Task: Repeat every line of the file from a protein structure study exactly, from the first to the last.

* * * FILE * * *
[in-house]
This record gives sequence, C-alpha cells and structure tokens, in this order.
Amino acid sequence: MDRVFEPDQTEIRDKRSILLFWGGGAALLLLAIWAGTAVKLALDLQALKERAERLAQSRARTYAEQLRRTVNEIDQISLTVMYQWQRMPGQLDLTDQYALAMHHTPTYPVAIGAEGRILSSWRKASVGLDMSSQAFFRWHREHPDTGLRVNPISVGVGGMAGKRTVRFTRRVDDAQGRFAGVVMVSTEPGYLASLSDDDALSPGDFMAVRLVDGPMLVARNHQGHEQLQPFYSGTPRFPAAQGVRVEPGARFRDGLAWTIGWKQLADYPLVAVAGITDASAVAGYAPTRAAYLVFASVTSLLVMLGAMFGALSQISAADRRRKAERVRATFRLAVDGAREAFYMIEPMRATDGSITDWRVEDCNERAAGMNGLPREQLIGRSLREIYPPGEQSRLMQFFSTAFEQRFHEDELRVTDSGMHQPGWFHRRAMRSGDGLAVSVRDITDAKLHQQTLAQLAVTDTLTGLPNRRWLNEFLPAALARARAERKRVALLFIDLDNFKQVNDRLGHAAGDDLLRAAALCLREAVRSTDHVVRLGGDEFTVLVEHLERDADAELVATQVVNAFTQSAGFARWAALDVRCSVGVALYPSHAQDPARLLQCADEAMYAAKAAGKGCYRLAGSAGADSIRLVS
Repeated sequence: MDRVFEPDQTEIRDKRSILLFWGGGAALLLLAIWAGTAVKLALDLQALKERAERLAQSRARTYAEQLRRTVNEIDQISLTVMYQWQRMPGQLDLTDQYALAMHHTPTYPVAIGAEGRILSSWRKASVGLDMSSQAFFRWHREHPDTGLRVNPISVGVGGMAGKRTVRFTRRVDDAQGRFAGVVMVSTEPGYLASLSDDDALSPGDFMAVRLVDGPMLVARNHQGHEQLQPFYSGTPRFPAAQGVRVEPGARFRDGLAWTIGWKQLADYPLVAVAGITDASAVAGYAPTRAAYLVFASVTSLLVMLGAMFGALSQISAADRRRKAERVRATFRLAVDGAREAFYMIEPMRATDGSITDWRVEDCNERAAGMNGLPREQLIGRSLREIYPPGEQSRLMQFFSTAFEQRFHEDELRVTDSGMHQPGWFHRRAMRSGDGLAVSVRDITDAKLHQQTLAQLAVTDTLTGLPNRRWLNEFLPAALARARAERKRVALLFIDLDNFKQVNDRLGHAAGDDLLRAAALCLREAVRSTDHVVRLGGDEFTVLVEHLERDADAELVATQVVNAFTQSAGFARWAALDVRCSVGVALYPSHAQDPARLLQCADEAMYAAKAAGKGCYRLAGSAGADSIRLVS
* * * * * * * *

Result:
[in-house]
This record gives sequence, C-alpha cells and structure tokens, in this order.
Amino acid sequence: MDRVFEPDQTEIRDKRSILLFWGGGAALLLLAIWAGTAVKLALDLQALKERAERLAQSRARTYAEQLRRTVNEIDQISLTVMYQWQRMPGQLDLTDQYALAMHHTPTYPVAIGAEGRILSSWRKASVGLDMSSQAFFRWHREHPDTGLRVNPISVGVGGMAGKRTVRFTRRVDDAQGRFAGVVMVSTEPGYLASLSDDDALSPGDFMAVRLVDGPMLVARNHQGHEQLQPFYSGTPRFPAAQGVRVEPGARFRDGLAWTIGWKQLADYPLVAVAGITDASAVAGYAPTRAAYLVFASVTSLLVMLGAMFGALSQISAADRRRKAERVRATFRLAVDGAREAFYMIEPMRATDGSITDWRVEDCNERAAGMNGLPREQLIGRSLREIYPPGEQSRLMQFFSTAFEQRFHEDELRVTDSGMHQPGWFHRRAMRSGDGLAVSVRDITDAKLHQQTLAQLAVTDTLTGLPNRRWLNEFLPAALARARAERKRVALLFIDLDNFKQVNDRLGHAAGDDLLRAAALCLREAVRSTDHVVRLGGDEFTVLVEHLERDADAELVATQVVNAFTQSAGFARWAALDVRCSVGVALYPSHAQDPARLLQCADEAMYAAKAAGKGCYRLAGSAGADSIRLVS
Repeated sequence: MDRVFEPDQTEIRDKRSILLFWGGGAALLLLAIWAGTAVKLALDLQALKERAERLAQSRARTYAEQLRRTVNEIDQISLTVMYQWQRMPGQLDLTDQYALAMHHTPTYPVAIGAEGRILSSWRKASVGLDMSSQAFFRWHREHPDTGLRVNPISVGVGGMAGKRTVRFTRRVDDAQGRFAGVVMVSTEPGYLASLSDDDALSPGDFMAVRLVDGPMLVARNHQGHEQLQPFYSGTPRFPAAQGVRVEPGARFRDGLAWTIGWKQLADYPLVAVAGITDASAVAGYAPTRAAYLVFASVTSLLVMLGAMFGALSQISAADRRRKAERVRATFRLAVDGAREAFYMIEPMRATDGSITDWRVEDCNERAAGMNGLPREQLIGRSLREIYPPGEQSRLMQFFSTAFEQRFHEDELRVTDSGMHQPGWFHRRAMRSGDGLAVSVRDITDAKLHQQTLAQLAVTDTLTGLPNRRWLNEFLPAALARARAERKRVALLFIDLDNFKQVNDRLGHAAGDDLLRAAALCLREAVRSTDHVVRLGGDEFTVLVEHLERDADAELVATQVVNAFTQSAGFARWAALDVRCSVGVALYPSHAQDPARLLQCADEAMYAAKAAGKGCYRLAGSAGADSIRLVS